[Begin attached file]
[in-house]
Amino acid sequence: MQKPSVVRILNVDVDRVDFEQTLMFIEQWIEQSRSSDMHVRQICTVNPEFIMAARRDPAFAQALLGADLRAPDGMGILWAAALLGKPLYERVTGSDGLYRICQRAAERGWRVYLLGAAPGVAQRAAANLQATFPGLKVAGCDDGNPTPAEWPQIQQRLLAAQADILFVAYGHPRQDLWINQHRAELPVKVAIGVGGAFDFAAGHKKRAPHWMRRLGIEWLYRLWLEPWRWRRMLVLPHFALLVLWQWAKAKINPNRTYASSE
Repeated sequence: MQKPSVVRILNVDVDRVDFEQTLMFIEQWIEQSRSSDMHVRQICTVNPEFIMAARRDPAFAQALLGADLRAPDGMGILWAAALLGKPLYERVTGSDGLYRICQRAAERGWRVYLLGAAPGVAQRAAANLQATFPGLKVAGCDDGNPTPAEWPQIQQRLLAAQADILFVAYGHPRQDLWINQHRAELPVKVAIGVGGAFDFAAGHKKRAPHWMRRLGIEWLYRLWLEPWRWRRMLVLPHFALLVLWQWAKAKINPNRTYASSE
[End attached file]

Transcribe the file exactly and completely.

[in-house]
Amino acid sequence: MQKPSVVRILNVDVDRVDFEQTLMFIEQWIEQSRSSDMHVRQICTVNPEFIMAARRDPAFAQALLGADLRAPDGMGILWAAALLGKPLYERVTGSDGLYRICQRAAERGWRVYLLGAAPGVAQRAAANLQATFPGLKVAGCDDGNPTPAEWPQIQQRLLAAQADILFVAYGHPRQDLWINQHRAELPVKVAIGVGGAFDFAAGHKKRAPHWMRRLGIEWLYRLWLEPWRWRRMLVLPHFALLVLWQWAKAKINPNRTYASSE
Repeated sequence: MQKPSVVRILNVDVDRVDFEQTLMFIEQWIEQSRSSDMHVRQICTVNPEFIMAARRDPAFAQALLGADLRAPDGMGILWAAALLGKPLYERVTGSDGLYRICQRAAERGWRVYLLGAAPGVAQRAAANLQATFPGLKVAGCDDGNPTPAEWPQIQQRLLAAQADILFVAYGHPRQDLWINQHRAELPVKVAIGVGGAFDFAAGHKKRAPHWMRRLGIEWLYRLWLEPWRWRRMLVLPHFALLVLWQWAKAKINPNRTYASSE